Chemistry Department - Term Assistant Professor
- Office Location:
- NSB 203
- Contact Information:
- Phone #: (907) 786-1345
- Fax #: (907) 786-4607
- E-mail: firstname.lastname@example.org
- Spring 2016 Office Hours:
- Mondays: 7:00 am - 8:00 am (Chem A104 - 201 students only)
- Mondays: 8:30 am - 9:30 am (Chem A104 - 001 students only)
- Wednesdays: 8:45 am - 9:45 am (Chem A105L - 011 students only)
- Classes Taught - Past and Present:
- Contemporary Chemistry - Chem 055
- Introduction to Organic Chemistry and Biochemistry - Chem 104
- Introductory Biology - Biol 102
- Human Anatomy and Physiology Lab - Biol 111L
- Fundamentals of Biology I Lab - Biol 115L
- Introductory Microbiology for Health Sciences Lab - Biol 240L
- B.S. Genetics, University of California, Berkeley, 1975.
- Ph.D. Biochemistry and Molecular Biology, University of Alaska, Fairbanks, 2010.
- Research Interests:
- Development of the vertebrate embryo requires exquisite regulation of genes and cellular processes. Working in the laboratory of Dr. Jocelyn Krebs, I am conducting loss of function experiments to study how an enzyme complex known as CHRAC regulates genes in development by altering the chromosome structure around them. Collaborating with investigators in the Krebs lab and in laboratories at other institutions I am characterizing the role of CHRAC in morphogenesis and in gene regulation in frog embryos. I use numerous techniques of molecular biology and computational molecular biology in this research.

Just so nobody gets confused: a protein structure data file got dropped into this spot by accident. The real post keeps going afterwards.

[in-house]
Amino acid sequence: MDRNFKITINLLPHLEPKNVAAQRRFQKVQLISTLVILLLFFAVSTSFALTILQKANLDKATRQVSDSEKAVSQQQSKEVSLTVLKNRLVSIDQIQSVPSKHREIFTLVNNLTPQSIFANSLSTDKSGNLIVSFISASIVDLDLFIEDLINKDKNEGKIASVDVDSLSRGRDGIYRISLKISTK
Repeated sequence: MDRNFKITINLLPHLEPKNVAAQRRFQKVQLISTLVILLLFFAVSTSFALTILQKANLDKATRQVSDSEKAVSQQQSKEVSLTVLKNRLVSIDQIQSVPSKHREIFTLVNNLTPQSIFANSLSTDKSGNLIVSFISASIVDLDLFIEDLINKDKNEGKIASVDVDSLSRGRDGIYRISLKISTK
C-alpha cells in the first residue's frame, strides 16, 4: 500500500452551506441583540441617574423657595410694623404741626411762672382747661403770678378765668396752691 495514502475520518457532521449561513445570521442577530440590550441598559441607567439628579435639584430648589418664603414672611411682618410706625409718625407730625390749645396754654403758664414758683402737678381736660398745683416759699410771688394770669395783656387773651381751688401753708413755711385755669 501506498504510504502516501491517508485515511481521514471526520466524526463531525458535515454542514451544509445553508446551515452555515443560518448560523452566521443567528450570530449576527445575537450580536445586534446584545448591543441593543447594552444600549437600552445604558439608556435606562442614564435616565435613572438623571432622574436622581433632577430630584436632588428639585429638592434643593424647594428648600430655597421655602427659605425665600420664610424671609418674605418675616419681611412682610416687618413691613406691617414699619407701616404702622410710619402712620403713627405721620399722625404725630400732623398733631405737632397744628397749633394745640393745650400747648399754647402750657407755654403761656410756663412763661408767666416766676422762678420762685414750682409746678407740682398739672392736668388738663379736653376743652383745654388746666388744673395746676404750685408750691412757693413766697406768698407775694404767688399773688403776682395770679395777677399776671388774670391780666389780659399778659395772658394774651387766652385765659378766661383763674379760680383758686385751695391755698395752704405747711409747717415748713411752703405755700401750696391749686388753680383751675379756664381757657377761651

Smith, R.E. and Brown, E.E. (1998). The significance of hypersialylation of Dipeptidyl Peptidase IV (CD26) in the inhibition of its activity by Tat and other cationic peptides. Aids Research and Human Retroviruses 14:851-868.
- Brown, E.E., Malakar, S., and Krebs, J.E. (2007). How many remodelers does it take to make a brain? Diverse and cooperative roles of ATP-dependent chromatin-remodeling complexes in development. Biochemistry and Cell Biology 85:444-462.
Smith, R.E. and Brown, E.E. (1989). Method for the colorimetric determination of DPP-IV activity using cinnamaldehyde. Application for U.S. Patent awarded 1989.
- Published Abstracts:
Brown, E.E. and J.E. Krebs (2004). SWI2/SNF2 homologs in Xenopus. Biochemistry and Cell Biology 82:517.
- Brown, E.E., J.J. Henry, and J.E. Krebs (2009). Developmental roles of the histone fold protein CHRAC17 in Xenopus. Biochemistry and Cell Biology 87:821.